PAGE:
Life in a Global Start-Up

Money of the world

January 25, 2018

This story is excerpted in part from the original on LinkedIn.

I have bags of money. Many bags of money. They aren’t very large, and don’t have that much money in each one, but each has a different currency from the countries that I visit on a regular basis: Japan, Germany, Korea, the United Kingdom, China, Denmark, Canada and more. I also have a Pasmo card and an Oyster card, and expedited entry into 4 countries and counting. This is life in a global start-up and it is a first for me, but it is likely to be emblematic of a new reality.

I have been doing seed-stage venture capital in the United States for 20 years, and during that time, I have personally worked with over 30 companies, including active management roles in 5. Through most of that time, one of the standard lessons has been to focus on domestic markets first. There were occasional exceptions to that, like semiconductor companies that needed to do work with Taiwan, but in most cases, there would be enough of a domestic market to allow a start-up to build up significant traction before considering international opportunities. For me, that all changed in 2012 when I co-founded a materials company called Pajarito Powder.[i]

Pajarito Powder makes catalysts for hydrogen fuel cells. The fuel cell is the automotive industry-recognized long-term solution to produce the electricity for electric vehicles,[ii] and some 5,500 fuel cell vehicles have already been rolled-out by the largest car companies in the world, including Toyota, Honda and Hyundai.[iii] They are also being implemented in buses, trucks, trains and ferries. There are other applications as well: back-up power for remote locations like mobile towers, consumer electronics recharging, and distributed generation of electricity (with the added by-product of hot water) for the home. Fuel cells have a problem, however, in that they are too expensive, mostly because of the use of costly platinum as a catalyst. Pajarito Powder, using original technology licensed from universities and national laboratories, has figured out how to cut that platinum, and therefore the cost of the catalyst, in half. It is an exciting technology that has garnered interest from nearly every automaker with a significant fuel cell program. However, those car companies are not all in the United States. In fact, most are not. This has meant that Pajarito Powder has been selling internationally, developing partnerships internationally, and as it ultimately moves toward acquisition, garnering most of that attention internationally.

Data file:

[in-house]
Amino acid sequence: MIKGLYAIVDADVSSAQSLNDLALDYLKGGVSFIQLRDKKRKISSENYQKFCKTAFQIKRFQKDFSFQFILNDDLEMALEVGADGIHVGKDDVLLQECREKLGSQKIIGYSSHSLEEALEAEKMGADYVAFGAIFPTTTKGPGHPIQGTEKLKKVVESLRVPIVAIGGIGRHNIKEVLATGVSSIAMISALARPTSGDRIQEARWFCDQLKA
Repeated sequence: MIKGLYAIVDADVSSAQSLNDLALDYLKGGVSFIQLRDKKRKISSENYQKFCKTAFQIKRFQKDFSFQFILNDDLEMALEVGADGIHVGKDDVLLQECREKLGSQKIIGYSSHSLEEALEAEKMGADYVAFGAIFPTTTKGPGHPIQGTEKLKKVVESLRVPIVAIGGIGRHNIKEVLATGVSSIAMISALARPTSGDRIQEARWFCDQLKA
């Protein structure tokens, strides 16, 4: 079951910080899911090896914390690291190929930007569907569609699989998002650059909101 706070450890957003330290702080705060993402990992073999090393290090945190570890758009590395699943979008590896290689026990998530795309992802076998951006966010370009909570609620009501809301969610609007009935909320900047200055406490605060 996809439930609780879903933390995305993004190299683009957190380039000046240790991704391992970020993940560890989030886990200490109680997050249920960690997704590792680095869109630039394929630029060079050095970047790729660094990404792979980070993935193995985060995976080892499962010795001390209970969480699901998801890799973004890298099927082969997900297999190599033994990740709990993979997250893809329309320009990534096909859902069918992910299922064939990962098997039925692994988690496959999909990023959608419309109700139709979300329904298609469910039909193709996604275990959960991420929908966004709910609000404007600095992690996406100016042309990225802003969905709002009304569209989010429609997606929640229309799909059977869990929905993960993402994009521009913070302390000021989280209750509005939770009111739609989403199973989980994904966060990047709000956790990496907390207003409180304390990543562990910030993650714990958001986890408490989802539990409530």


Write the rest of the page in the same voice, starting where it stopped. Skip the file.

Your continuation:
The fact that the bulk of Pajarito Powder’s customers, partners, and even potential acquirers are not in the United States has had impact on the culture, structure and budget of the company many profound ways: our travel, our work schedule and even the skills we have had to develop as the company has grown.

Perhaps the greatest impact we have experienced has been in our travel, both for customer visits and for tradeshow activity. For a business-to-business company, whose components need to be designed into end products, developing strong customer relationships is critical. Couple that need with the nuances of working with people who are non-native English speakers and who have different cultural norms than we might in the United States, and face-to-face interaction becomes critical. As Americans… (please click here to continue reading on LinkedIn).

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Pajarito Powder benefits from resources provided by the State of New Mexico Economic Development Department:  JTIP, STEP and other programs through the Office of Science and Technology.